(NaturalNews) Recent research published by the journal Biological Psychiatry
has shown that psychotherapy techniques do much more than reduce the symptoms of certain psychological disorders.
Psychotherapeutic intervention also affects underlying biology, including the physical structure of the brain.
The study was conducted by researchers at the National Institute of Psychiatry and Addictions and the University of Szeged in Hungary. Research involved 39 individual volunteers who had been diagnosed with PTSD.
For comparison, there were also 31 individuals who had lived through a traumatic experience without developing PTSD.
Before the study began, both groups underwent blood sampling to measure their levels of the gene FKBP5, which has been linked to a risk for developing PTSD. They also had an MRI done to map their brain regions.
Before undergoing therapy, patients with PTSD showed lower levels of FKBP5 gene expression, as well as smaller hippocampal and medial orbitofrontal cortex volumes.
These regions of the brain are particularly important to emotional regulation, memory, and learning.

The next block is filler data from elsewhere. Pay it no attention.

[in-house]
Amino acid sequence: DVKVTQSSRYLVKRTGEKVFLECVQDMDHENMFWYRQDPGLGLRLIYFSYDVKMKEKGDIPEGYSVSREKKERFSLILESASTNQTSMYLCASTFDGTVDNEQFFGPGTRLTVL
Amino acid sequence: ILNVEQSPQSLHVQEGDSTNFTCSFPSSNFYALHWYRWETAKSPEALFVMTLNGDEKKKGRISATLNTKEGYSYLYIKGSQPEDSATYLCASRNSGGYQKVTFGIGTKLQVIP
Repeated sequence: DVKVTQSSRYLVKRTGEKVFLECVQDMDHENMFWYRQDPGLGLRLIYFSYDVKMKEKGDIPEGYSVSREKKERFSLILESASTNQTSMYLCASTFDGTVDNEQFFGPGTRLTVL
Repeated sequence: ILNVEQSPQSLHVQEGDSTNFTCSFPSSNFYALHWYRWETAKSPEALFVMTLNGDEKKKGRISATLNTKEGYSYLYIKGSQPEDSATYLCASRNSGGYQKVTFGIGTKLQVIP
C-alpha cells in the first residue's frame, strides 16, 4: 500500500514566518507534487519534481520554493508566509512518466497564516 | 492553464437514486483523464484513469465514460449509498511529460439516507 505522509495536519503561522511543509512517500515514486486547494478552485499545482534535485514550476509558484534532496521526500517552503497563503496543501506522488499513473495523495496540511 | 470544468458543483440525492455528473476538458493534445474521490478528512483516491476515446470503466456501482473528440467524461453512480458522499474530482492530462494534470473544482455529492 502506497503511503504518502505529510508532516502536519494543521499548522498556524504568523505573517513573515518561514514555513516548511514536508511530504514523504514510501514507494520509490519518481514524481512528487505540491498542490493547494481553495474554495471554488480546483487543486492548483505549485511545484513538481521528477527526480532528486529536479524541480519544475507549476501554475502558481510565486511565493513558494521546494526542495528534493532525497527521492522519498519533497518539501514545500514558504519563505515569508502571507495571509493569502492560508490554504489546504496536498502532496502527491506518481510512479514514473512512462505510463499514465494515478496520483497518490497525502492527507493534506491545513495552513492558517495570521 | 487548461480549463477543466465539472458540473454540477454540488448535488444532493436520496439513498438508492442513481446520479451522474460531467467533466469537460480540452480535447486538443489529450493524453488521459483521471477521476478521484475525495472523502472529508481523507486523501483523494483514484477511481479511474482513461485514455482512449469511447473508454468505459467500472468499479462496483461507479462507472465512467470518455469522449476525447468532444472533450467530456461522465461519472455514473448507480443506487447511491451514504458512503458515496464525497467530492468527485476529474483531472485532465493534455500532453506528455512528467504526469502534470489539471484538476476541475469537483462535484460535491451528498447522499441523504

After initial testing, the patients with PTSD underwent 12 weeks of cognitive behavioral therapy. At a follow-up appointment, patients were retested. Researchers found that when compared to previous results, patients had increased FKBP5 expression and increased hippocampal volume.
Additionally, these changes were directly correlated to improved symptoms. The increased gene expression and hippocampal volume predicted the amount of improvement in their symptoms.
This is big news for returning soldiers and trauma victims.
Even bigger news...
According to Dr. Szabolcs Keri, leader of the research team, the study shows that biological and structural changes in the brain
that affect trauma victims are reversible.
Furthermore, the study helps to link the occurrence of PTSD symptoms with stress-related alterations in the brain. Cognitive behavioral therapy can help reverse these biological alterations and improve the PTSD symptoms. The FKBP5 gene also helps to balance levels of cortisol, a well-known stress hormone at the cellular level.
The study also increases our understanding of the human brain. The results suggest that brain structure, gene expression, and psychological behaviors are all closely interrelated.
When positive changes occur in one area, other areas are affected.
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